"WR6_gUnUj-ztiW07KQcOCnTel9A"/> Notes From Atlanta: Top 10 Oxymoronic Expressions in English

Sunday, October 3, 2010

Top 10 Oxymoronic Expressions in English

By Farooq A. Kperogi



An oxymoron is an expression that conjoins contradictory, mutually exclusive terms. I recall, for instance, that one of my English professors at Bayero University, Kano used to complain that my “silence” was “too loud for comfort” each time I didn’t contribute to class discussions. That used to intrigue me a lot.

There are different categories of oxymorons. For example, there are literary oxymorons, which are deliberately intended to pique the mind, to dramatize a contrast of contexts, and to aggrandize existential absurdities. Literary oxymoronic expressions like “living dead,” “deafening silence,” “bitter-sweet,” etc had powerful evocative powers when they first emerged.  But they have now devolved into flyblown bromides and have lost the capacity to conjure up fresh, vivid imageries.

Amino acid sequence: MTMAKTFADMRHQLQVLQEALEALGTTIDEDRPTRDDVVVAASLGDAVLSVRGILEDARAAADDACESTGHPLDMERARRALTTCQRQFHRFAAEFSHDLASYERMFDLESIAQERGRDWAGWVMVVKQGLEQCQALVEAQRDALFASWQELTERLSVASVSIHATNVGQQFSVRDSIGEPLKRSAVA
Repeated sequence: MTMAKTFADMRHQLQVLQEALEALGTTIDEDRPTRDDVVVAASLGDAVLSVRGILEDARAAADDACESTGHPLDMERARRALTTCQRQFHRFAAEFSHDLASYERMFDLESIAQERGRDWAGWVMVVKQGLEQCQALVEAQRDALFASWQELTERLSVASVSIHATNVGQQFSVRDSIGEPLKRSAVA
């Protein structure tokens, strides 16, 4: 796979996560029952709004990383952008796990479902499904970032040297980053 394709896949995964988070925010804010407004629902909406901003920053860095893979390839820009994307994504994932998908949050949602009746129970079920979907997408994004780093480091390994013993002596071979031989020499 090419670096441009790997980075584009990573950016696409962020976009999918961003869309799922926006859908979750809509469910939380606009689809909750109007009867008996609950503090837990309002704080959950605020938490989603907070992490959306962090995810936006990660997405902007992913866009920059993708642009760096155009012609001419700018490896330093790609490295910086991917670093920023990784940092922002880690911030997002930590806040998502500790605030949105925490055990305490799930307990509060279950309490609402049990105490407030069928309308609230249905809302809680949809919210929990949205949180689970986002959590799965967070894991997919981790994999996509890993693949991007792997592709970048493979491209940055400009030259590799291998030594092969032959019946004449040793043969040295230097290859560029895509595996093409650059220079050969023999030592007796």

Some oxymoronic expressions are the result of sloppy, muddled thinking and are therefore in the twilight zone between solecism and literary experimentation. Expressions such as “at about 2 a.m.,” “almost exactly,” “objective opinion,” “definite possibility,” although now fully incorporated into the corpus of acceptable English expressions, were originally the product of mental laziness. Here is why.

The preposition “at” denotes precision, while “about” indicates incertitude. A mixture of the two should ordinarily activate a massive psychic chaos in utterers of the expression. Similarly, “almost” means “all but,” that is, slightly short of, while “exactly” indicates, well, exactitude, that is, the opposite of “almost.”  “Objective” means that which is undistorted by emotion, opinion, or personal bias, and “opinion” is, course, all that “objectivity” should be devoid of. “Definite” means explicit and clearly defined and “possibility” denotes that which is not clearly defined; that which exists in the realm of tentativeness. So these expressions sprouted from minds that were wracked by indecision and mental dishevelment.